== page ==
It might still be wrongly associated with uncontrollable young boys, but Attention Deficit Hyperactivity Disorder affects thousands of adult women – like Ness Lyons. It’s crucial we learn to understand it, she says
When I was diagnosed with Attention Deficit Hyperactivity Disorder (inattentive type) two years ago, at the age of 42, a friend asked me if I was going to write about it. Maybe in the future, I told her. I needed time to process the diagnosis. It felt scary and shameful to disclose having a condition that’s so stigmatised and commonly associated with uncontrollable young boys – not a fortysomething former solicitor and mother of two.
And yet my overwhelming response to being diagnosed was ultimately a feeling of relief and a sense of peace. I’d finally found the self-acceptance I’d been searching for since I was a teenager.
You might not have even realised that October is ADHD Awareness Month – especially among adults, the disorder remains stubbornly hidden within society. While the most prevalent diagnoses are in children – around five per cent – and most of them male, between the ages of six to 12, it wasn’t until as recently as 2008 that the UK’s National Institute for Health and Care Excellence (NICE) recognised ADHD as an adult condition.
Earlier this month, NICE published guidelines to help doctors recognise the disorder in certain previously under-diagnosed groups, noting that girls and women often have their ADHD missed or misdiagnosed because they do not exhibit the “classic” symptoms of hyperactivity. This is certainly true in my case. My symptoms – overthinking and overfeeling – are standard for someone with the inattentive type. In February of this year, a major imaging study published in The Lancet Psychiatry concluded that the brains of people with ADHD are smaller in five key regions, including those governing emotions and motivation. This reinforces what has previously been widely accepted: that ADHD has a physical cause and adversely affects a person’s executive functioning skills, like organising and planning, regulating emotions, processing and prioritisation, initiating tasks and staying focused without getting distracted.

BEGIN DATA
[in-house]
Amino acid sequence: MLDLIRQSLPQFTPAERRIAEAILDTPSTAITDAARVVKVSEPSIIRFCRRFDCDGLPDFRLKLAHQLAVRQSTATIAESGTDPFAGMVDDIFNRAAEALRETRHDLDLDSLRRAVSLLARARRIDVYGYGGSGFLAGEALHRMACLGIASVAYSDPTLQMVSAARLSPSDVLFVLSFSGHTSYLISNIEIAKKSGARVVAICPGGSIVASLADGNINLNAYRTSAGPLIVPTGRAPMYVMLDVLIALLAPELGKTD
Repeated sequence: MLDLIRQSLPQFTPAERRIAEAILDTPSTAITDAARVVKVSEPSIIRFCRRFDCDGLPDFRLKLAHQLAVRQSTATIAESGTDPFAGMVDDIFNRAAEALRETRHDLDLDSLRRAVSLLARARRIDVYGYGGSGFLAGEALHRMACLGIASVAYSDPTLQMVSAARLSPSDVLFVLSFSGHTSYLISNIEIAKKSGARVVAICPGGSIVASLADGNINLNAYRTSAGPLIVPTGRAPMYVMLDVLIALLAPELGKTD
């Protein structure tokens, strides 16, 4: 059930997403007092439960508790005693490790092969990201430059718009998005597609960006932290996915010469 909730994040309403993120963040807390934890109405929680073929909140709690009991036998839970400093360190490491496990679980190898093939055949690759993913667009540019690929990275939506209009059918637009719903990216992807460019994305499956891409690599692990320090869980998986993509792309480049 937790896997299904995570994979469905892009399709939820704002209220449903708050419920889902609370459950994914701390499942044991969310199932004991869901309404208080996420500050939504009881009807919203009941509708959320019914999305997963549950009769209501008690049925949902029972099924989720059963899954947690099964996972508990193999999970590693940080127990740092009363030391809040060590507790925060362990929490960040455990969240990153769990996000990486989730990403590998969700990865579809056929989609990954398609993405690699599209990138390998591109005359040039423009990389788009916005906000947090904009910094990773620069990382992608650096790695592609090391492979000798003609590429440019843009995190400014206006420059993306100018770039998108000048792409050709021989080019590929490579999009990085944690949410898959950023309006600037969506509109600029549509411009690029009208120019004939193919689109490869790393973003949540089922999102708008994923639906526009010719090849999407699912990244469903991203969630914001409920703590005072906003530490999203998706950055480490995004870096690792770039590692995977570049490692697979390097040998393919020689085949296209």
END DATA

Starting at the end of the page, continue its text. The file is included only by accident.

With a distorted concept of time, despite the condition’s name, people with ADHD don’t have an attention deficit, we have an attention allocation deficit. It’s not that we can’t pay attention – often we spend far too much on the wrong things. Where we struggle greatly is paying the right amount of attention to the right thing at the right time.
It’s imperative we learn to see the signs – research shows that girls with ADHD are at least four times more likely than other children to self-harm and attempt or commit suicide